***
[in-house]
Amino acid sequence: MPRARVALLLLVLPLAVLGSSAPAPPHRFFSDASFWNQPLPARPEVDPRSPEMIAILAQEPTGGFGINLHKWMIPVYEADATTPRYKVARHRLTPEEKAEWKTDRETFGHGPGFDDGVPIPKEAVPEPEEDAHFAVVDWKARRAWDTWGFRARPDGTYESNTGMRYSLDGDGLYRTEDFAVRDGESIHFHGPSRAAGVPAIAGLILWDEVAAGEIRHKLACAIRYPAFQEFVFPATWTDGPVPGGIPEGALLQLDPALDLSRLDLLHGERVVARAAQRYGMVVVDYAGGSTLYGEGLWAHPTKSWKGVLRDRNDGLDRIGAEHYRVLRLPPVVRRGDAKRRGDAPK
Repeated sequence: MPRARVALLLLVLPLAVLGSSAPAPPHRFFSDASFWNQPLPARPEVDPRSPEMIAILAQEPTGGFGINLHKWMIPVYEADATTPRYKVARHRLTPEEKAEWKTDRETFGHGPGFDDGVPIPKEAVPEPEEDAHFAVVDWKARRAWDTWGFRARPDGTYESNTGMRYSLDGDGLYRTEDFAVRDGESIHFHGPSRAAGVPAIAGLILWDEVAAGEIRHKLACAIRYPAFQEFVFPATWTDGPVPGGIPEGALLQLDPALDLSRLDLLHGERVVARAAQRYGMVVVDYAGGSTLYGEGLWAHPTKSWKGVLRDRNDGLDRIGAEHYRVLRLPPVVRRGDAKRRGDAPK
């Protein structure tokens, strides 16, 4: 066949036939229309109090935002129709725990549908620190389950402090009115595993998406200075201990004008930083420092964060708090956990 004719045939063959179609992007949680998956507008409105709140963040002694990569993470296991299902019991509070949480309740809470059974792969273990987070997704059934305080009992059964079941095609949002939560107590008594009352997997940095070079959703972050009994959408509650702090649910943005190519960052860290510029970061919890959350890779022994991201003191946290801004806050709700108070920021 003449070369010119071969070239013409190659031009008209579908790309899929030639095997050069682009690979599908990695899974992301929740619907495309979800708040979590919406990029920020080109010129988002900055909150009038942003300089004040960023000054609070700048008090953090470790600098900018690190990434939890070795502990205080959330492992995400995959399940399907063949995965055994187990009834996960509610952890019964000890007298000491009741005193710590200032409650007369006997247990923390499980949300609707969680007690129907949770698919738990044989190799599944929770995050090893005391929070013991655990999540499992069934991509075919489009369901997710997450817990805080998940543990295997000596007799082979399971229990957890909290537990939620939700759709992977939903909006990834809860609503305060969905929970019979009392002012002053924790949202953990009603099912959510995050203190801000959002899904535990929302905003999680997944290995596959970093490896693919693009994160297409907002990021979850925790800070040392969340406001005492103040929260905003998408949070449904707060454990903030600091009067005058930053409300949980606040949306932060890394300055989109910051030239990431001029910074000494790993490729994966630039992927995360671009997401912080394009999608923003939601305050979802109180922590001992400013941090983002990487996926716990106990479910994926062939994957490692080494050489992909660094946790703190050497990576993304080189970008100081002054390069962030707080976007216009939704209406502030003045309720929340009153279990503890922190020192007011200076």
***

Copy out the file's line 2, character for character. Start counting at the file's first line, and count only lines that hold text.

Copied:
Amino acid sequence: MPRARVALLLLVLPLAVLGSSAPAPPHRFFSDASFWNQPLPARPEVDPRSPEMIAILAQEPTGGFGINLHKWMIPVYEADATTPRYKVARHRLTPEEKAEWKTDRETFGHGPGFDDGVPIPKEAVPEPEEDAHFAVVDWKARRAWDTWGFRARPDGTYESNTGMRYSLDGDGLYRTEDFAVRDGESIHFHGPSRAAGVPAIAGLILWDEVAAGEIRHKLACAIRYPAFQEFVFPATWTDGPVPGGIPEGALLQLDPALDLSRLDLLHGERVVARAAQRYGMVVVDYAGGSTLYGEGLWAHPTKSWKGVLRDRNDGLDRIGAEHYRVLRLPPVVRRGDAKRRGDAPK